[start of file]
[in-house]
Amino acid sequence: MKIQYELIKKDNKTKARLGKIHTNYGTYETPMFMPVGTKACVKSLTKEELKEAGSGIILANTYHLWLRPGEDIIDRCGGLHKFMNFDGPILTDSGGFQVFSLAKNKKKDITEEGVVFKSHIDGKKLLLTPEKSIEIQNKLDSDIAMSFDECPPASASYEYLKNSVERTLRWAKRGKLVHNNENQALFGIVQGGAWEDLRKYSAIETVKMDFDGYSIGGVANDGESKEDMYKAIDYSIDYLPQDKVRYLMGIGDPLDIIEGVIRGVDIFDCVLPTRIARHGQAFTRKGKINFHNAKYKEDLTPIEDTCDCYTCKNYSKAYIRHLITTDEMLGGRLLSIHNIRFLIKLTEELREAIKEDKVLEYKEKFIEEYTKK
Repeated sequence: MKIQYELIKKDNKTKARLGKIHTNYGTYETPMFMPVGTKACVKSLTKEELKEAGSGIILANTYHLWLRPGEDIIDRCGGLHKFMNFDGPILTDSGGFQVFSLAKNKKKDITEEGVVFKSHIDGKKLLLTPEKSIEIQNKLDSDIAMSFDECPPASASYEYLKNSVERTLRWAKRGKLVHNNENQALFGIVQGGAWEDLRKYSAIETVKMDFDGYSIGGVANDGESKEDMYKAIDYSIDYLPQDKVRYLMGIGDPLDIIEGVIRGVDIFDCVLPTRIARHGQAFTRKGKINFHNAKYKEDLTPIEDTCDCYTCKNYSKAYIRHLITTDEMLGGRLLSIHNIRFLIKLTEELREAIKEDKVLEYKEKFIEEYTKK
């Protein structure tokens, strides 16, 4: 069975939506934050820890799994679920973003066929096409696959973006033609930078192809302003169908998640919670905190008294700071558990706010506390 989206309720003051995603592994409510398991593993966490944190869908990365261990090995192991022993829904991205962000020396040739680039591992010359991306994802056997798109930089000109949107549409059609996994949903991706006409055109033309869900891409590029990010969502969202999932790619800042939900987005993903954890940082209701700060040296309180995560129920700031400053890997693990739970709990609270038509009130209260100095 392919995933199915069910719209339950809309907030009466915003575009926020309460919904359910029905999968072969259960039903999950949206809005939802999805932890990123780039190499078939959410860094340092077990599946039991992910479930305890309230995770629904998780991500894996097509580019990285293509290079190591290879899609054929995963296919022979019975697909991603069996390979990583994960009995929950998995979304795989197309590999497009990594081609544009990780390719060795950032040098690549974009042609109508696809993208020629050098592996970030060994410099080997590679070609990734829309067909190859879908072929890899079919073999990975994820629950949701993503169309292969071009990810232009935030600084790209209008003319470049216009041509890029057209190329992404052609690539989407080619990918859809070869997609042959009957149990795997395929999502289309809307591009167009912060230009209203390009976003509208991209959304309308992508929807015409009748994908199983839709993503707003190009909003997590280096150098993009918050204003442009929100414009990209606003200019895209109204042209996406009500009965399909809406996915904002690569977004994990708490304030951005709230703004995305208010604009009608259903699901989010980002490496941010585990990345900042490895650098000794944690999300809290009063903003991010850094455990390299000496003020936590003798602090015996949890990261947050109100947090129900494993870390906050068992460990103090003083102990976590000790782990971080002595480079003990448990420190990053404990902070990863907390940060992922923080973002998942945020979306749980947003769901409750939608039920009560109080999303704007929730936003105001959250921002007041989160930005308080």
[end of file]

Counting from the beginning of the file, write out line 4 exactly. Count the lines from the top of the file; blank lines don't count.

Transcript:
């Protein structure tokens, strides 16, 4: 069975939506934050820890799994679920973003066929096409696959973006033609930078192809302003169908998640919670905190008294700071558990706010506390 989206309720003051995603592994409510398991593993966490944190869908990365261990090995192991022993829904991205962000020396040739680039591992010359991306994802056997798109930089000109949107549409059609996994949903991706006409055109033309869900891409590029990010969502969202999932790619800042939900987005993903954890940082209701700060040296309180995560129920700031400053890997693990739970709990609270038509009130209260100095 392919995933199915069910719209339950809309907030009466915003575009926020309460919904359910029905999968072969259960039903999950949206809005939802999805932890990123780039190499078939959410860094340092077990599946039991992910479930305890309230995770629904998780991500894996097509580019990285293509290079190591290879899609054929995963296919022979019975697909991603069996390979990583994960009995929950998995979304795989197309590999497009990594081609544009990780390719060795950032040098690549974009042609109508696809993208020629050098592996970030060994410099080997590679070609990734829309067909190859879908072929890899079919073999990975994820629950949701993503169309292969071009990810232009935030600084790209209008003319470049216009041509890029057209190329992404052609690539989407080619990918859809070869997609042959009957149990795997395929999502289309809307591009167009912060230009209203390009976003509208991209959304309308992508929807015409009748994908199983839709993503707003190009909003997590280096150098993009918050204003442009929100414009990209606003200019895209109204042209996406009500009965399909809406996915904002690569977004994990708490304030951005709230703004995305208010604009009608259903699901989010980002490496941010585990990345900042490895650098000794944690999300809290009063903003991010850094455990390299000496003020936590003798602090015996949890990261947050109100947090129900494993870390906050068992460990103090003083102990976590000790782990971080002595480079003990448990420190990053404990902070990863907390940060992922923080973002998942945020979306749980947003769901409750939608039920009560109080999303704007929730936003105001959250921002007041989160930005308080």